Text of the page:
This time around: Christopher Nolan goes to war in Dunkirk; Tom Cruise is American Made, Michael Caine is involved in Pulp; Bill Nighy investigates The Limehouse Golem; Dustin Hoffman and Richard Madden are The Masters Of Florence and Rooney Mara is Una.

Blu-ray Review: Dunkirk

Christopher Nolan continues a flawless cinematic run with this WWII thriller. A swiss watch of a movie, Dunkirk is a well composed piece which will keep you on edge throughout its tight 107 minute running time. The cast deliver (Tom Hardy is particularly impressive considering his face is covered for the duration) but Hans Zimmer is the star of the show with yet another stunning musical score. This is a classically made epic which managed to discover an audience despite its artistic stylings. Recommended.

Special Features

Dunkirk comes with a 2-hour documentary which can be consumed as a whole or in tiny bite-sized chunks.

Blu-ray Review: American Made

Tom Cruise once again takes to the skies in American Made, Doug Liman’s energetic drama which charts the true life tale of pilot turned drug/gun runner, Barry Seal. Cruise again shows why he’s one of the greatest movie stars of all-time, anchoring the movie with dramatics and comedy. There’s a bit too much going on here to make it all hit home with the required gravitas but this is an entertaining ride which once shows that the truth is always greater than fiction.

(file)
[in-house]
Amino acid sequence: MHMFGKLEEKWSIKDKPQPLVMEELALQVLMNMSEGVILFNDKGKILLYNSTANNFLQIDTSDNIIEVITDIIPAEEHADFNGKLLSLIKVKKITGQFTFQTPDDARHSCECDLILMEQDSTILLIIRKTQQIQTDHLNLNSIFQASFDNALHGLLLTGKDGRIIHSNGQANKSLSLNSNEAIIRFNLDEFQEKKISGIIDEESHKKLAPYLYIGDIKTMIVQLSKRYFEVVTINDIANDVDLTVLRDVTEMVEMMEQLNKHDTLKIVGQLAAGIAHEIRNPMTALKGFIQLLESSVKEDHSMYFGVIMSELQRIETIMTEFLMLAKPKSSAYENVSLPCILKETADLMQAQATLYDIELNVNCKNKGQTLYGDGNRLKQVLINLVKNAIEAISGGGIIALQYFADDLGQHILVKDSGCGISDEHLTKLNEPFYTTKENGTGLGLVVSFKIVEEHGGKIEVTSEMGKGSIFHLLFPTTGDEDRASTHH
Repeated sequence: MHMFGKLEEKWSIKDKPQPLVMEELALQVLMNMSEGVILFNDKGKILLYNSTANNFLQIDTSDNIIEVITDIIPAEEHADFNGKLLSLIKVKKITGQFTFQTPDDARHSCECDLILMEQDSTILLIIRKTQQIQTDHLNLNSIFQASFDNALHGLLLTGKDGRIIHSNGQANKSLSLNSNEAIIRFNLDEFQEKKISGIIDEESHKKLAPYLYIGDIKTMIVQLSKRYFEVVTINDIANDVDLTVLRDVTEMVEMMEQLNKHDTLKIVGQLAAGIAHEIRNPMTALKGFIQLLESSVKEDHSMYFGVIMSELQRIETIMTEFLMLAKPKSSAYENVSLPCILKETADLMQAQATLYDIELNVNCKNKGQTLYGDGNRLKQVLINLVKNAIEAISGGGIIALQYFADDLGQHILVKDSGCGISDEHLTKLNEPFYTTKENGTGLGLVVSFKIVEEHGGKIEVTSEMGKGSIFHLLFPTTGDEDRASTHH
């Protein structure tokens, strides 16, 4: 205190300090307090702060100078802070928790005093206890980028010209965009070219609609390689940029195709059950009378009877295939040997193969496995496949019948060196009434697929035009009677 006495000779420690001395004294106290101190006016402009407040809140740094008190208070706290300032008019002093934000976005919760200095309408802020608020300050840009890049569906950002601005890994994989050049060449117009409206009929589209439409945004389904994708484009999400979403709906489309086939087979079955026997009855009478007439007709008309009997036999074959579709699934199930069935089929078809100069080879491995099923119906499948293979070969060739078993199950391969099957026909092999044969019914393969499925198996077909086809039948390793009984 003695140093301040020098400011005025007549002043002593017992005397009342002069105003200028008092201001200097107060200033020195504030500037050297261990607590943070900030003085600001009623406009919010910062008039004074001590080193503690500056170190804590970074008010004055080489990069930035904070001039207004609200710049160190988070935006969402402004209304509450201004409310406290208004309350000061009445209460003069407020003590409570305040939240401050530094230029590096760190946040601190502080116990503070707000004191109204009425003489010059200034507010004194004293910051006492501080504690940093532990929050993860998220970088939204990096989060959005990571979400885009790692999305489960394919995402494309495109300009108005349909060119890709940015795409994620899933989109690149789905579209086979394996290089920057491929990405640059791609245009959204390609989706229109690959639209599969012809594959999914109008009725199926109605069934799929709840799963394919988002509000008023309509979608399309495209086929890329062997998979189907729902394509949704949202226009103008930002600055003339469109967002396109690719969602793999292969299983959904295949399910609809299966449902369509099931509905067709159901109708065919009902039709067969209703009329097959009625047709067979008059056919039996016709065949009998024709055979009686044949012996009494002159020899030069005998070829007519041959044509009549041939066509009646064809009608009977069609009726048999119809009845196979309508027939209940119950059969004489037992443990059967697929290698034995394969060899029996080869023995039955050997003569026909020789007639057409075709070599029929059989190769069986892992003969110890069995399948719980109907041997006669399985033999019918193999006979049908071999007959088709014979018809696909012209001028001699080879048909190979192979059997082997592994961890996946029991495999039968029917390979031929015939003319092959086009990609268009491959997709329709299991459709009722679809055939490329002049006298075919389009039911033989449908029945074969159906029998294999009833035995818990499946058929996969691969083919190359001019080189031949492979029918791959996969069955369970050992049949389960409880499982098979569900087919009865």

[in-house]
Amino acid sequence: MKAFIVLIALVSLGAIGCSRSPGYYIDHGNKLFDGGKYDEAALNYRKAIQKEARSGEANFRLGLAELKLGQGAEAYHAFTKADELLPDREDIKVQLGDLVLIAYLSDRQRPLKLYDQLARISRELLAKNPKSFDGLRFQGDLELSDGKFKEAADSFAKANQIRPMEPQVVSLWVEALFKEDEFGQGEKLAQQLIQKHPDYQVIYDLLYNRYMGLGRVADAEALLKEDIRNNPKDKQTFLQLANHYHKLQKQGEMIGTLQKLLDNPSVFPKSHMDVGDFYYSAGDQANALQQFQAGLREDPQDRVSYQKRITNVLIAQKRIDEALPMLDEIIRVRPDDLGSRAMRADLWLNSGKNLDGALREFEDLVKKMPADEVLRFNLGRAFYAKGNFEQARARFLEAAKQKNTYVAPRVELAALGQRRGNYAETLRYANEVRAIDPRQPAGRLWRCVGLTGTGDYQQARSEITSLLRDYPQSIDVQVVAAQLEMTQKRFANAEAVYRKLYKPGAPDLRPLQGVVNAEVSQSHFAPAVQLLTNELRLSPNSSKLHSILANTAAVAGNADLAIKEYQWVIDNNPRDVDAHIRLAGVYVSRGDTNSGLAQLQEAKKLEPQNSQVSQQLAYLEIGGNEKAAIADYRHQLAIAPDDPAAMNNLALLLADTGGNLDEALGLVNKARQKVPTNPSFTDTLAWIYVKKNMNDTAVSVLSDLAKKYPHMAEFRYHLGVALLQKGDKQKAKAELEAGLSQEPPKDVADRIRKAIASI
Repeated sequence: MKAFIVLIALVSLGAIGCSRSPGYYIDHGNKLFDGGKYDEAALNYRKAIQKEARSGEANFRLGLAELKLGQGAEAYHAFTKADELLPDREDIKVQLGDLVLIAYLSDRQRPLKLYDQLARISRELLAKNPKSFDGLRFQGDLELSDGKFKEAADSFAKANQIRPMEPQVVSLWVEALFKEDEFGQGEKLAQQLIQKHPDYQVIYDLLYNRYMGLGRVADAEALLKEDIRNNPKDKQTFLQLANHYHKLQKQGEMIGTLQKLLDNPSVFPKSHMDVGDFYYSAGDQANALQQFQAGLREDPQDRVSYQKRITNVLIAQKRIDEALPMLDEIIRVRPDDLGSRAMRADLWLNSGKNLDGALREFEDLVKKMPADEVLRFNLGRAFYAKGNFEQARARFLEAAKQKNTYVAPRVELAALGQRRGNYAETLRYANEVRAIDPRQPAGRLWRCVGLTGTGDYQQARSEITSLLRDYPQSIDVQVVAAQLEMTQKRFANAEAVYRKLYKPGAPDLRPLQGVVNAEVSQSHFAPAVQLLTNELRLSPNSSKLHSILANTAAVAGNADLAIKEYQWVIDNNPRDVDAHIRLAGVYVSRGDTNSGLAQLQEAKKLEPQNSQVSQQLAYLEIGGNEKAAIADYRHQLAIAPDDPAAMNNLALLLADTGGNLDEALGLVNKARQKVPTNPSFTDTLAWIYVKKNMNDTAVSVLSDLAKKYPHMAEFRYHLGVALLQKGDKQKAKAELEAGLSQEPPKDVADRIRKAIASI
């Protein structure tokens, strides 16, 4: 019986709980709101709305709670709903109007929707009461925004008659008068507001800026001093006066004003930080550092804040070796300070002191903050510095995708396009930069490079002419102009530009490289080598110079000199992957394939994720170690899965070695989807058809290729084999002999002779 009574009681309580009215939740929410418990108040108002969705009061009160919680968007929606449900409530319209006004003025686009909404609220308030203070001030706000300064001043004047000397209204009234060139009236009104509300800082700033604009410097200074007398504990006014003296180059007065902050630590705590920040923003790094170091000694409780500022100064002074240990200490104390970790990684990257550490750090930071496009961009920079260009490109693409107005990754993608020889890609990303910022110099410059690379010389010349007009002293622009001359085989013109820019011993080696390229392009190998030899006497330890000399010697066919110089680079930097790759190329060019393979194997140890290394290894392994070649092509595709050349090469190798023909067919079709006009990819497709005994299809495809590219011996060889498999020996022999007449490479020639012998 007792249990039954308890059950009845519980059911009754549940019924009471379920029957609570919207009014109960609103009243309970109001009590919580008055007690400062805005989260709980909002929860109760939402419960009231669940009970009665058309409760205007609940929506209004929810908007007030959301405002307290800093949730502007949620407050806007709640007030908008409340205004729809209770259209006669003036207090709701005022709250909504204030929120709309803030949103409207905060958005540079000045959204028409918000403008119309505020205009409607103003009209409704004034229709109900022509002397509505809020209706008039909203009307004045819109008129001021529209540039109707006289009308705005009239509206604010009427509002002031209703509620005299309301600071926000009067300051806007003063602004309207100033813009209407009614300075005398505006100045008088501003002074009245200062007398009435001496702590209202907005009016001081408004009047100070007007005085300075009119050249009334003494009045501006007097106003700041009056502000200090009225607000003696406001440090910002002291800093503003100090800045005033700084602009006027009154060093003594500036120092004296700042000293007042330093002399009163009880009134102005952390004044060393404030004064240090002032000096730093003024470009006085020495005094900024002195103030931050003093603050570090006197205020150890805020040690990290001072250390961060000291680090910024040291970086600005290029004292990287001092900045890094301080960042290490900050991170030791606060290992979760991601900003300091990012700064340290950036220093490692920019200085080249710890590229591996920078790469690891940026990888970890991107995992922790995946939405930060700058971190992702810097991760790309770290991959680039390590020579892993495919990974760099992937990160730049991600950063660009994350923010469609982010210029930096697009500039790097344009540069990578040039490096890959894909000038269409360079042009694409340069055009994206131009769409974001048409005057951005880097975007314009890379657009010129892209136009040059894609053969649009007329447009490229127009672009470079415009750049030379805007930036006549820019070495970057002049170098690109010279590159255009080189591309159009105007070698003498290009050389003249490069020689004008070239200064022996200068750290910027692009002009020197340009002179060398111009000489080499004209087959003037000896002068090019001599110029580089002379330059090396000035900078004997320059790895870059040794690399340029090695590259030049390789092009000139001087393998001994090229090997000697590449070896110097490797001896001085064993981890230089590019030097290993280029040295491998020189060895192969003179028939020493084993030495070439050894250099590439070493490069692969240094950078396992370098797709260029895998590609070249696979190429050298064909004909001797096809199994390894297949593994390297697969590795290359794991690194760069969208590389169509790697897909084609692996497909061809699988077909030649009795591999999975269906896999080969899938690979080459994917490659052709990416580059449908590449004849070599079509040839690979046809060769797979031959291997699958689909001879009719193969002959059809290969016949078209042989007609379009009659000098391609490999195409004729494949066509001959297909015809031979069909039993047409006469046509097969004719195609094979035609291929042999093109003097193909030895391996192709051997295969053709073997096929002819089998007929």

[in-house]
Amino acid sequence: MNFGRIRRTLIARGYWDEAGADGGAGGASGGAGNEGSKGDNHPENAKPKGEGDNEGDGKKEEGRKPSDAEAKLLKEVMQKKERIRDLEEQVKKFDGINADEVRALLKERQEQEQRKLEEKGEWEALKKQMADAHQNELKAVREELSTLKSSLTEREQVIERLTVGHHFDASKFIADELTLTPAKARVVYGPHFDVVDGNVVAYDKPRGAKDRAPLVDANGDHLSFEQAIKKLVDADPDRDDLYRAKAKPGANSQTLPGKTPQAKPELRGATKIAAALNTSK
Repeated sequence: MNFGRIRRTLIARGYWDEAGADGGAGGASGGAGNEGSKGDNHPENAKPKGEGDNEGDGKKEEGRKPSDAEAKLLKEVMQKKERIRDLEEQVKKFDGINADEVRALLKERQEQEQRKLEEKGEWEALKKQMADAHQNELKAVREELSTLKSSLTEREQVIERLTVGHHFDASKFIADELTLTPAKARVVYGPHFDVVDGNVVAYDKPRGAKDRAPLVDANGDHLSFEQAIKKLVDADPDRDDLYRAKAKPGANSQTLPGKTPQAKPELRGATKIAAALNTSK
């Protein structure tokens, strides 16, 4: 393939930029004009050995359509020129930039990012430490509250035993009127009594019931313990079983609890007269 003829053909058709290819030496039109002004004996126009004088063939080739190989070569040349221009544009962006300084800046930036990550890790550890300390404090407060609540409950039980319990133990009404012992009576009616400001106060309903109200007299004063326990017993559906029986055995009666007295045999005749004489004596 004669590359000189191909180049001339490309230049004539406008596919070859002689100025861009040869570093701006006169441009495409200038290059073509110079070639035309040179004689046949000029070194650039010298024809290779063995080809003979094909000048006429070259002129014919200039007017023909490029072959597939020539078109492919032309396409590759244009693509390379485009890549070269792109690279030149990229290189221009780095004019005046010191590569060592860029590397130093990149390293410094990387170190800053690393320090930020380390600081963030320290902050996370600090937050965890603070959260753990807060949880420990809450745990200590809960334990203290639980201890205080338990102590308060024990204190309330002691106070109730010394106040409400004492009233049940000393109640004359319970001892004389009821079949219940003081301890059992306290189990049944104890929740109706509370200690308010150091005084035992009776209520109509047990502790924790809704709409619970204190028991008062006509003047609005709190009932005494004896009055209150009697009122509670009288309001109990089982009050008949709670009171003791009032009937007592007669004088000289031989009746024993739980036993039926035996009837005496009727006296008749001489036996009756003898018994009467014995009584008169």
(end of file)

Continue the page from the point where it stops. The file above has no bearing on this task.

Special Features

Deleted scenes and a lot of mini-docs offer-up a lot of information on the making of the film and the real Barry Seal. Solid stuff.

Blu-ray Review: Pulp

After Get Carter, Michael Caine and Mike Hodges re-teamed for Pulp, a comedy-thriller which takes viewers on totally different journey from that violent crime movie. Caine is a pulp novelist caught up with gangsters (led by Mickey Rooney) in the Mediterranean. Surreal to the extreme, Pulp is a cult film which has a lot to offer. Worth checking out.

Special FeaturesMike Hodges (17:35)

Interviews galore with Mike Hodges, cinematographer Ousama Rawi, assistant director John Glen and Tony Klinger, son of Pulp‘s producer Michael Klinger.

Blu-ray Review: The Limehouse Golem

A curious misfire, The Limehouse Golem is a Victorian mystery with shades of Jack The Ripper. Bill Nighy tries his best as the detective attempting to solve a series of murders in the east end of London, but the lack of budget and directorial affectations from helmer Juan Carlos Medina muddy the narrative. Olivia Cooke and Douglas Booth also feel a bit too contemporary for this period tale.

Special Features

A short puff piece from the main cast and crew.

DVD Review: Medici: Masters Of Florence

Dustin Hoffman and Game Of Thrones‘ Richard Madden topline this solid if unspectacular TV drama about a family of Florentine bankers. There’s plenty of sex and intrigue but this doesn’t have enough ‘oomph’ to make it compete with some of the great shows currently on the air.

Blu-ray Review: Una

Rooney Mara and Ben Mendelsohn star in this uneasy Brit-set drama. Based on the play Blackbird by David Harrower, the film is a two-hander which sees Mara’s titular Una confront the man (Mendelssohn) who had a relationship with her years before. Benedict Andrews’ film raises a lot of difficult questions but refuses to offer an easy answers. The stars are very good but you can’t exactly call this entertaining. Riz Ahmed co-stars.

Special Features

Interviews with Ben Mendelssohn and Benedict Andrews.


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